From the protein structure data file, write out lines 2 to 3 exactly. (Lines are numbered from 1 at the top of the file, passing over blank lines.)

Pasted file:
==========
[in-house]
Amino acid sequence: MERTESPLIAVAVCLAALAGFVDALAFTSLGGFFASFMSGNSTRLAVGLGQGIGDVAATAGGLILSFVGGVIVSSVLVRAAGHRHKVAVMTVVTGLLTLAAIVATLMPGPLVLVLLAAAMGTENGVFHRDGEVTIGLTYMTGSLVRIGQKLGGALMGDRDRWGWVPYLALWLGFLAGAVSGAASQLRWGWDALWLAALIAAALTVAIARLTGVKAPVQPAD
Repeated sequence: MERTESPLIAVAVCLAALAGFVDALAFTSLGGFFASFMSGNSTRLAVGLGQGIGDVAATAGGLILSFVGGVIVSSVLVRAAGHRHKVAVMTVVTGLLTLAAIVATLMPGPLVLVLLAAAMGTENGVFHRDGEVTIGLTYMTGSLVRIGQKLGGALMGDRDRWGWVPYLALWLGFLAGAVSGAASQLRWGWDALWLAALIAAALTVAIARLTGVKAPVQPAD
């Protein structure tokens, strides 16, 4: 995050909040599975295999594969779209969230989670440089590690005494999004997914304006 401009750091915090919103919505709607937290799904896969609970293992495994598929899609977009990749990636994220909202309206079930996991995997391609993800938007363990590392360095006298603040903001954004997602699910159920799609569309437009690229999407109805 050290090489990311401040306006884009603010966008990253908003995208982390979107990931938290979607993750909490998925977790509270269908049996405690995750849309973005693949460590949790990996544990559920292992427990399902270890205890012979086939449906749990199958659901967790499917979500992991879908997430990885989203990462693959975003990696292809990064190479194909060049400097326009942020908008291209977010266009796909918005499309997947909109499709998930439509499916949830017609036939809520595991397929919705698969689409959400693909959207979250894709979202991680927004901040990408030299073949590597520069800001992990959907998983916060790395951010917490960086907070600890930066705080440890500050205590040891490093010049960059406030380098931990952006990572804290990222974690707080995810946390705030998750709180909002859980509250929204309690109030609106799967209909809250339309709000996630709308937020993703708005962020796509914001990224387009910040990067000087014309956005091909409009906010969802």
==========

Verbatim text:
Amino acid sequence: MERTESPLIAVAVCLAALAGFVDALAFTSLGGFFASFMSGNSTRLAVGLGQGIGDVAATAGGLILSFVGGVIVSSVLVRAAGHRHKVAVMTVVTGLLTLAAIVATLMPGPLVLVLLAAAMGTENGVFHRDGEVTIGLTYMTGSLVRIGQKLGGALMGDRDRWGWVPYLALWLGFLAGAVSGAASQLRWGWDALWLAALIAAALTVAIARLTGVKAPVQPAD
Repeated sequence: MERTESPLIAVAVCLAALAGFVDALAFTSLGGFFASFMSGNSTRLAVGLGQGIGDVAATAGGLILSFVGGVIVSSVLVRAAGHRHKVAVMTVVTGLLTLAAIVATLMPGPLVLVLLAAAMGTENGVFHRDGEVTIGLTYMTGSLVRIGQKLGGALMGDRDRWGWVPYLALWLGFLAGAVSGAASQLRWGWDALWLAALIAAALTVAIARLTGVKAPVQPAD